Expert suggests developing
specialty to address workforce challenge
Professionals key to delivering quality care, Baycrest chief
of staff says
An internationally-recognized leader in long-term care suggests
that creating a long-term care home medical specialty could help
address challenges facing the sector.
“I think we are at a crossroads,” Dr. Paul Katz says,
commenting for a Morning Report series on the future of
Katz, who recently became vice-president of medical services and
chief of staff at Toronto’s Baycrest health-science centre,
is a preeminent expert in geriatric medicine, geriatric education
and long-term care. He is also a research scientist focusing on
medical staff organization and quality.
He is new to Canada, working previously at the University of Rochester
School of Medicine and Dentistry and at a well-known, academic long-term
care home in the U.S. called Monroe Community Hospital.
Katz sees similar trends developing in Canada and the U.S.
Dealing with greater numbers of increasingly frail residents with
multiple and complex health conditions is “putting incredible
stresses on a sector that is already constrained in terms of resources,”
These resources include not only funding but also a workforce that
Katz says is aging and struggling to recruit and retain professional
caregivers, particularly physicians and nurses, for geriatric residents
“If we don’t stabilize our workforce — that means
recruitment, retention and education — then the care is going
to slip because the workforce is the core of how quality is delivered
in the end. That, to me, is a huge issue,” he says.
Katz says there are a host of causes for the shortage but three
major ones include a question of professional credibility, the ability
to make a competitive wage and a lack of emphasis on long-term care
as a practice during medical training.
As a potential remedy, he suggests developing a long-term care home
medical specialty. It has stirred controversy, in part because of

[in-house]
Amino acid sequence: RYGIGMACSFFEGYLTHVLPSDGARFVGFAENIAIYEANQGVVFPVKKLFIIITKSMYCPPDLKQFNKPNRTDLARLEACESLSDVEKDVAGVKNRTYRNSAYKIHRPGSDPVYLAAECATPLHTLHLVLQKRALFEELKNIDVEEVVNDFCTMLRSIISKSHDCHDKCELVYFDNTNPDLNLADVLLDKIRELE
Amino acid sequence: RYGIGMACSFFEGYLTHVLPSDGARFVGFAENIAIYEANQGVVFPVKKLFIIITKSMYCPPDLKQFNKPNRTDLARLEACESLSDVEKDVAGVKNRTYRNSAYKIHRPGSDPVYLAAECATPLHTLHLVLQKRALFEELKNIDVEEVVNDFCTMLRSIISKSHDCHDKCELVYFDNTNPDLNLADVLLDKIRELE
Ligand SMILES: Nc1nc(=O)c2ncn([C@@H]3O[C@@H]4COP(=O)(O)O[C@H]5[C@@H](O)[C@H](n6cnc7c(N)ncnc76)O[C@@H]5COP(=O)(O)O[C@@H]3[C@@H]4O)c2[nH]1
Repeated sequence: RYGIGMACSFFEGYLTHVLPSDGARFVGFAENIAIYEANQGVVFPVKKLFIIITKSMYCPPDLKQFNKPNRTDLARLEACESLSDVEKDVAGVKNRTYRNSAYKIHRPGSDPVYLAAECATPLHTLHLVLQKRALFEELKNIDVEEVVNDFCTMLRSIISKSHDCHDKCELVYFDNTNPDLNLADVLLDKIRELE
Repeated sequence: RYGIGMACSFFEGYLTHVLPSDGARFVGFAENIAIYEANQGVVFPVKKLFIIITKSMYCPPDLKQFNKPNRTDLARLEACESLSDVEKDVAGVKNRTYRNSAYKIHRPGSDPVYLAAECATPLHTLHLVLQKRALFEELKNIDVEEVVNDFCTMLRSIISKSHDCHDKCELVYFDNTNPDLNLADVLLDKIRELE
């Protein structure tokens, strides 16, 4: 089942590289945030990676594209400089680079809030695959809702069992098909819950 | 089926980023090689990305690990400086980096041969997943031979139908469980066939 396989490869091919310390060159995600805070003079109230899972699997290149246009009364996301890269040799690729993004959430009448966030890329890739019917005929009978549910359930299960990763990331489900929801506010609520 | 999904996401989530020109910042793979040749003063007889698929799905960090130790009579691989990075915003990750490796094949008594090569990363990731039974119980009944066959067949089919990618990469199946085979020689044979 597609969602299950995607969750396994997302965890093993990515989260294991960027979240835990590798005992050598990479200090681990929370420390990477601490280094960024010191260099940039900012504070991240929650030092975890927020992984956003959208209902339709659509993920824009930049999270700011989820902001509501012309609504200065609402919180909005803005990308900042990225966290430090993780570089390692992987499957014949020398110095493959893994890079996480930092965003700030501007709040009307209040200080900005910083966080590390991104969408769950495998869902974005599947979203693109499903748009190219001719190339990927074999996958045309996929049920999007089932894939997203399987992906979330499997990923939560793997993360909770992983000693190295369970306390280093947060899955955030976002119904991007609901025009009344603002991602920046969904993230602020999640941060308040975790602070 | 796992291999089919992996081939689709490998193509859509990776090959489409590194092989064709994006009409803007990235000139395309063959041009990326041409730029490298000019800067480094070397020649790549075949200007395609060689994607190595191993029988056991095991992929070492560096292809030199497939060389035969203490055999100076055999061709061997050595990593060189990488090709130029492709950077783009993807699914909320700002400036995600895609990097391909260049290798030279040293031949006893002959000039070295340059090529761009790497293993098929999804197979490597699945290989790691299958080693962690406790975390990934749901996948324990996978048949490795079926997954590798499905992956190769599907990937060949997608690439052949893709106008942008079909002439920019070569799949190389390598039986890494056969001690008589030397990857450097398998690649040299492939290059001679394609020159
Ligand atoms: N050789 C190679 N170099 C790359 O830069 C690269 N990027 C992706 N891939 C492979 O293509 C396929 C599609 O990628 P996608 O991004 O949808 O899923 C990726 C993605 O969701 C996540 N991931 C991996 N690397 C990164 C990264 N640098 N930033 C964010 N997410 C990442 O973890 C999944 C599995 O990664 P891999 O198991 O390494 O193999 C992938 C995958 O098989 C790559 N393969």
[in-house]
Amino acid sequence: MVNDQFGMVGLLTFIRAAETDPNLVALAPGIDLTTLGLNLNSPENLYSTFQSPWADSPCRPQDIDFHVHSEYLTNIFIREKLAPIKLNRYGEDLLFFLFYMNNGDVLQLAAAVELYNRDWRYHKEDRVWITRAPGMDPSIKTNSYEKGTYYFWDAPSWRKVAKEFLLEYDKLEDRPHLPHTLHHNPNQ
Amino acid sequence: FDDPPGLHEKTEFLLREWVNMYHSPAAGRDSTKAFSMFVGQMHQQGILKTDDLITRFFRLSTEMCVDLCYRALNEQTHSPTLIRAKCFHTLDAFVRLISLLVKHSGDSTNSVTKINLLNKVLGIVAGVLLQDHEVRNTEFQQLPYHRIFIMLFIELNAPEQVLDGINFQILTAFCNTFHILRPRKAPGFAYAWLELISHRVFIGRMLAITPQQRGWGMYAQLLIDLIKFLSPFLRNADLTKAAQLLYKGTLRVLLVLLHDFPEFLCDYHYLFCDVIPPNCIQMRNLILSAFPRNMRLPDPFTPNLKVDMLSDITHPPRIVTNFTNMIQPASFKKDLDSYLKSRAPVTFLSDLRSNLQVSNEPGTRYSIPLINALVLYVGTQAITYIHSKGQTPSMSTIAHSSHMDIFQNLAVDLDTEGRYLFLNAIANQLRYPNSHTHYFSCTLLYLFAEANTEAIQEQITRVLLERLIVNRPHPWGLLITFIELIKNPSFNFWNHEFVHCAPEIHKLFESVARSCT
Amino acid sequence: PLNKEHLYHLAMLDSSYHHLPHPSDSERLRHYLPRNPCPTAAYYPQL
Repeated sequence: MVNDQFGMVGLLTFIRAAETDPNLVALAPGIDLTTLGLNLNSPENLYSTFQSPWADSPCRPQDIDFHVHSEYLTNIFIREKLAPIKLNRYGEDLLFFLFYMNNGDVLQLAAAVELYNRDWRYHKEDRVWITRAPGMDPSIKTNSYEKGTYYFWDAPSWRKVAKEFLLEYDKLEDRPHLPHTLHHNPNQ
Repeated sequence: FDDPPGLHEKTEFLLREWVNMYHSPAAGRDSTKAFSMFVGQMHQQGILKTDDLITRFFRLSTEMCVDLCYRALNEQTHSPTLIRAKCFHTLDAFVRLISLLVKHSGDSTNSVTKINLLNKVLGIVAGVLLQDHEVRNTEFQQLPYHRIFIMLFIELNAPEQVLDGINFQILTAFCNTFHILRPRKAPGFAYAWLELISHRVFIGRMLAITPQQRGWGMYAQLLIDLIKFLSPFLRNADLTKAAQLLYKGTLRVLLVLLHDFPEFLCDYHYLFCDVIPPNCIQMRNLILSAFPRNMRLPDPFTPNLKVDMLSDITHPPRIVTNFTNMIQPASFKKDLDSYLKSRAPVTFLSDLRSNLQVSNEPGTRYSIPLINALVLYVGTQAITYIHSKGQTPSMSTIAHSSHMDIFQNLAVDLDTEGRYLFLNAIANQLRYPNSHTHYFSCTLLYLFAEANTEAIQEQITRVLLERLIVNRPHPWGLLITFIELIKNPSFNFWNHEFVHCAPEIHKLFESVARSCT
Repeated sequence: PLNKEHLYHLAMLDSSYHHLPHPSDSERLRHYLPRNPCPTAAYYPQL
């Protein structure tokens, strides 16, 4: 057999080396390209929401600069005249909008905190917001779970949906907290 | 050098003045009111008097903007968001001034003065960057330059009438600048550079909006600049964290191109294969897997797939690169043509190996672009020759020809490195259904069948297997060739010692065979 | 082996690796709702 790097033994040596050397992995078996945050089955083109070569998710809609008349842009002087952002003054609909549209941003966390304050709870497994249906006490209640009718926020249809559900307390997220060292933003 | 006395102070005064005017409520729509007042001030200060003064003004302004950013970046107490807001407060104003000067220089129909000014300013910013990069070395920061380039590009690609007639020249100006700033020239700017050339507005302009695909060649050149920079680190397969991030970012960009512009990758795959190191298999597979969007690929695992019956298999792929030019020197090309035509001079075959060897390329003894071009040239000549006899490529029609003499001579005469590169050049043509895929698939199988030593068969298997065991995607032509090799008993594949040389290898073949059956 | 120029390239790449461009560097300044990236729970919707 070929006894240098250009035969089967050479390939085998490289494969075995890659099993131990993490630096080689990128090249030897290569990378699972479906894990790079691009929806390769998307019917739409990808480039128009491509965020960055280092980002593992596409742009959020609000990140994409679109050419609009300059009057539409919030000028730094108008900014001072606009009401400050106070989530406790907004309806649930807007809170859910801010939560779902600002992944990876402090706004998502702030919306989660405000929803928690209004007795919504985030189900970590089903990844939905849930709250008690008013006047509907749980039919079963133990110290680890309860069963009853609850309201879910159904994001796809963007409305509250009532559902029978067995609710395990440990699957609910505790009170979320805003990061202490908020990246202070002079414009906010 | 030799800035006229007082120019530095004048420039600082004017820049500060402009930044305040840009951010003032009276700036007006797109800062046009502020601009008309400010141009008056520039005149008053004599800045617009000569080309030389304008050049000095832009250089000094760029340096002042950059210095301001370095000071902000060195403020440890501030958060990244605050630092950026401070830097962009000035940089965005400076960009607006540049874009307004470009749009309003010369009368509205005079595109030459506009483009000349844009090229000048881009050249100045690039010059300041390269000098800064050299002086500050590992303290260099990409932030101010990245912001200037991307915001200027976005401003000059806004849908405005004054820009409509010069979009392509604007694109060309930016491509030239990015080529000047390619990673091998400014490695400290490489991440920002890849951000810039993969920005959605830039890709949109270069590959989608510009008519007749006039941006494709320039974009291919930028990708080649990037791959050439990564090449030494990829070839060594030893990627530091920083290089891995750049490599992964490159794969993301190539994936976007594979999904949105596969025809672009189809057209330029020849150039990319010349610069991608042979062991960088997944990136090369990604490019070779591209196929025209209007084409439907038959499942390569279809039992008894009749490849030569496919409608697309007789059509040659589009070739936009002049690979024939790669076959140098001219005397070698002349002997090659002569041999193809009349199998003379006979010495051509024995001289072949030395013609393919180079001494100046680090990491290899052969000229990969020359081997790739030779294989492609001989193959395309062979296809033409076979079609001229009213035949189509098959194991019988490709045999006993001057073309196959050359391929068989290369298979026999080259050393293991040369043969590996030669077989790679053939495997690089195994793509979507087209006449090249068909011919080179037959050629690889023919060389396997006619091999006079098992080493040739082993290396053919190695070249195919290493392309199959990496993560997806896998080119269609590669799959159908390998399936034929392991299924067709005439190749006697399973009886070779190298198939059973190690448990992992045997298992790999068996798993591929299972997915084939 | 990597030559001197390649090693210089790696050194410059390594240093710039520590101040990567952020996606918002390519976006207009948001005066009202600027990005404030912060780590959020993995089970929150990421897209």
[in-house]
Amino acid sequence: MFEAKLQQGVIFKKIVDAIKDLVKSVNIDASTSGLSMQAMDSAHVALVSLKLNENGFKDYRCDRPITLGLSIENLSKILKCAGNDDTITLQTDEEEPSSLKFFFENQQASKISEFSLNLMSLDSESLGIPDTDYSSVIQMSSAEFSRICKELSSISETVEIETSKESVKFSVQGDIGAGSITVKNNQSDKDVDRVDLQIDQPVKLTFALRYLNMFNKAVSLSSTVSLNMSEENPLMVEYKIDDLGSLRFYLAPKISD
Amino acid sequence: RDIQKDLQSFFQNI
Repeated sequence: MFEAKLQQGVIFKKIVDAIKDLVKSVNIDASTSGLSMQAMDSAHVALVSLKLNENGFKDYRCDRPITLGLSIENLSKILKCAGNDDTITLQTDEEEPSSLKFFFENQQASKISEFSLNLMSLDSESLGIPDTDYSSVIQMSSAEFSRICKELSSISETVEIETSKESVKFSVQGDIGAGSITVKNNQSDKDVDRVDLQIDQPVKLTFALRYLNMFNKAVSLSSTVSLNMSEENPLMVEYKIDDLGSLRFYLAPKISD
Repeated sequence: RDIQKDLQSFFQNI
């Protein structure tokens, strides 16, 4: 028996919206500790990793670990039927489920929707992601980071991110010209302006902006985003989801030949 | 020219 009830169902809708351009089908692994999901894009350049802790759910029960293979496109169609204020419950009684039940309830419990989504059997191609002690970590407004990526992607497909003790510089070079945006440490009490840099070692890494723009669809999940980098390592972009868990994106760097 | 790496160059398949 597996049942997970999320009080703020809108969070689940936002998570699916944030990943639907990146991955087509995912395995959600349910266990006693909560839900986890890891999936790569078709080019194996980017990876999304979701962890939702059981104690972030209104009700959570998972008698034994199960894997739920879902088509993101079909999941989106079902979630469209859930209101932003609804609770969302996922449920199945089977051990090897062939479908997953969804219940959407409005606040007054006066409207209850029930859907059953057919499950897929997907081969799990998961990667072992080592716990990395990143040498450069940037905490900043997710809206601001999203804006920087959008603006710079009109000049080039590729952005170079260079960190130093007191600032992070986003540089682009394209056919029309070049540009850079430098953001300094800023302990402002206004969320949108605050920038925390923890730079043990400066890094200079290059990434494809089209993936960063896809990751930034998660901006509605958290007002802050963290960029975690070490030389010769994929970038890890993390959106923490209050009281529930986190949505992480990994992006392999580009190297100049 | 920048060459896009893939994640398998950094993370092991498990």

a belief that there is no specific body of knowledge for it.
“I say that’s hogwash,” Katz says, adding a very
specific body of knowledge exists in caring for long-term care residents
that is different from other health-care settings, family medicine
and pure geriatrics.
He likens it to the hospitalist movement where specialty has emerged
based on a site of care — a hospital. The same rationale can
apply to long-term care, as there is a site of care with its own
regulatory and care issues and practitioners with skills to address
Katz notes that family physicians in Canada can undertake specialized
elder-care training but there are too few for the need, which is
poised to grow as the population ages.
To care for people with more complex health needs, long-term care
staff will need an expanded skill set.
This would be enhanced with more opportunities to experience long-term
care practice during nursing, physician and social-work training,
Katz says. He also suggests a balance must be struck between the
current medical model’s focus on technology, cure, and quick
turnarounds and the importance of care in the long-term care sector.
“Sometimes very small changes without curing someone can allow
someone to return home and lead an independent life versus having
to live in a long-term care home. It’s very small changes
and we need clinicians to have an appreciation of what those changes
are and how to do it.”
Katz notes that he’s impressed with the physician community
involved in long-term care in Ontario and across Canada, as they
are “very engaged and committed to the field.”
— More to come
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